How to Barter when Money is Tight

Money is tight for everyone these days. Bartering can be a way to stretch tight budgets. Barter is the ancient custom where people exchange goods and services directly, and without using money. There are some problems with barter. You have to have something that someone else wants, you cannot barter on credit, and barter will not make you wealthy. Do be aware that your country’s revenue authority may consider barter as taxable income. The Inland Revenue in the United Kingdom, and the Internal Revenue Service in the USA both consider barter as taxable income.

Barter in its simplest form consists of exchanging an item or a skill that you have for an item or service that you want. If you are a good cook who needs a haircut, and your friend is a qualified hairdresser, but a terrible cook, she might offer to cut your hair, if you offer to cook her two meals for her freezer. Consider items that you have that you no longer need or perhaps you have skills that are useful to others.

Bartering opportunities can be informal. Sometimes friends or neighbours have swap parties at which they swap clothing and household items they do not need for items that they want. Clothing is a particularly good item for swap parties. Women often have mistakes in their wardrobes, items they liked in the shop and bought but later decided were a mistake. In this way, you can lose your errors and gain ‘new” clothes. Swap parties also work particularly well with children’s clothing and equipment. Bartering or swapping items within your local community is also a possibility. Look on supermarket, local shop, or library notice boards, or try putting up a card offering a trade.

Bartering can also be more formal and as with everything today the internet makes this much easier than formerly. There are several barter internet sites. These enable people to exchange unwanted items for wanted things. Some barter web sites cater for particular needs, perhaps for children’s clothing and equipment, others sites are more general and have all types of goods and services available. Well known web sites such as Craigslist, list trades by city, others deal with a country or region.

Some countries have exchange markets. In Spain, especially in the Catalonia region, they are common. No money changes hands, people take things they have, but do not need, and exchange them for other people’s unwanted items. Three way exchanges are common and satisfy shoppers’ needs in some circumstances.

Barter can be a good alternative in slow and unstable economies. In Argentina, in 2001, the economy was in a parlous state, the peso’s value was dropping and living standards dropping so low that people’s salaries could no longer support their families. The market economy, based on money, was failing Argentinians and they turned to barter in desperation. They set up exchange clubs or markets and people took whatever they had to trade for the things that they needed. One shoe salesman, finding that people had no money to buy shoes, in the normal way, took his shoes to an exchange club and traded them for fruit and vegetables to feed their families.

Some local communities have established time bank schemes. Some United Kingdom communities have set up local exchange trading systems or LETS; these are local networks of people, who trade skills, services and goods. In LETS schemes each good, skill, or service has a LETS value, for example, an hour’s work may be worth six LETS. Mrs. Perks asks Mr. Brown to mow her lawn and tidy her garden. If Mr. Brown works for four hours, he earns 24 LETS, but wants to save his LETS towards something big. At the end of the year, he receives his annual statement showing how many LETS, he has accrued. LETS schemes may include businesses, self-employed people and the residents of an area.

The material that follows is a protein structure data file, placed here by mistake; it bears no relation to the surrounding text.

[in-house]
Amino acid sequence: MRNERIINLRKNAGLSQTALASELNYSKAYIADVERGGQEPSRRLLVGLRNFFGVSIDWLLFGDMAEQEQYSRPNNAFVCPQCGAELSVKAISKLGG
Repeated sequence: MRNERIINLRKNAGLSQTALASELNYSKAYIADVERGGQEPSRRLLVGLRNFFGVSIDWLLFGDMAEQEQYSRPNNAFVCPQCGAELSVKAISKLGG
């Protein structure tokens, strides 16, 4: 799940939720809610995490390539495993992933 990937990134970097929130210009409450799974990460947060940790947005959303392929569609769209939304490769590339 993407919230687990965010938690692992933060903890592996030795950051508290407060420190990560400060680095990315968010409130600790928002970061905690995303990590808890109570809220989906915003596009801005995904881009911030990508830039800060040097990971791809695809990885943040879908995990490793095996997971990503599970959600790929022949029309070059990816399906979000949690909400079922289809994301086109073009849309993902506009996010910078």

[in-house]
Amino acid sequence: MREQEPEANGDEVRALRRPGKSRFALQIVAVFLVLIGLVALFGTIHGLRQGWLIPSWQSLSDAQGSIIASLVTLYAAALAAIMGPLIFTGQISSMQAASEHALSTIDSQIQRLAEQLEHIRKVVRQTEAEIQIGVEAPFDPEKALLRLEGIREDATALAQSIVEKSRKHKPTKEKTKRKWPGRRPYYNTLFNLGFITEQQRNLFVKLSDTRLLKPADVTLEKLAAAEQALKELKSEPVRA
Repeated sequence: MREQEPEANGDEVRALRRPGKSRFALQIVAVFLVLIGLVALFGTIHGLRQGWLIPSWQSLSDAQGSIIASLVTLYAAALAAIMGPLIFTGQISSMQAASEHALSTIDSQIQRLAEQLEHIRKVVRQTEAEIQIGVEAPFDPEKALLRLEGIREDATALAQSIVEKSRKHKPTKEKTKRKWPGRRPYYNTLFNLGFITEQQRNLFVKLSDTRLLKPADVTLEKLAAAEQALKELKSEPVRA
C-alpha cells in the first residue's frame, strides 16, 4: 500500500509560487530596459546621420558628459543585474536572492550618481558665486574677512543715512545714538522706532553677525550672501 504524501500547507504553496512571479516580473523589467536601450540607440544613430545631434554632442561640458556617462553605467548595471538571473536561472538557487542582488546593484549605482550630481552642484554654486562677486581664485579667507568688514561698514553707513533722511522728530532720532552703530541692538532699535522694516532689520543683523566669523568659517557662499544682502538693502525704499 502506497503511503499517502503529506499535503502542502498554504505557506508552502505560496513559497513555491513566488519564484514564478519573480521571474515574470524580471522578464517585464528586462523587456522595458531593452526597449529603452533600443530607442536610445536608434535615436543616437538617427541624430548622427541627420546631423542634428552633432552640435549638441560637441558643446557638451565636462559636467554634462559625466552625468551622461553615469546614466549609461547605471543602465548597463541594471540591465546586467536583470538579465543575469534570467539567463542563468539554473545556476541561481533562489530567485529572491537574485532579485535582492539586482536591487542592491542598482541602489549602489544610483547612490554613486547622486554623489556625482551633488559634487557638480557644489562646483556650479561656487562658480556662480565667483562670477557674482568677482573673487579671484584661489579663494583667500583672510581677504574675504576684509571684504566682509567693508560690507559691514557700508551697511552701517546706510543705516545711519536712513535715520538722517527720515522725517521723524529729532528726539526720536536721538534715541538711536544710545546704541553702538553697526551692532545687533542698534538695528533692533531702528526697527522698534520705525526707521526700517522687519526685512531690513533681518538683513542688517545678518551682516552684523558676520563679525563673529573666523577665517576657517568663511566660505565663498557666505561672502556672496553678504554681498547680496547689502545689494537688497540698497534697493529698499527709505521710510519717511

One scheme in Brighton, Sussex, England has run successfully since 1991. A small membership charge, seven pounds and fifty pence sterling (12.19 dollars US) enables them to trade with other members. The membership fee covers the scheme’s costs; these are costs incurred producing three directories each year, stationary and printing chequebooks. The cheques, called LETS, are a form of Exchange and these are not true barter schemes, but they do solve some problems of barter systems in that people can bank LETS. 

Environmental organizations promote barter as a useful way to reduce waste. People discard billions of perfectly usable items every day. Every country is running out of landfill sites and people needing those items go and buy new things, which use precious resources in their manufacture.

Some organizations see barter as a way for people to survive the financial crisis affecting countries all over the world. Others see barter as an alternative economic model and a way to oust banks from their supremacy in such an economy. There are some high-blown ideas about barter, but what is true is that it can help you when money is problematic. Whether you get together informally with friends and neighbours to exchange goods, skills, and services, go to an exchange market, join an organized scheme such as a LETS or time bank scheme, or trade over the web at one of the many trading web sites, barter can help you to stretch the budget in difficult times.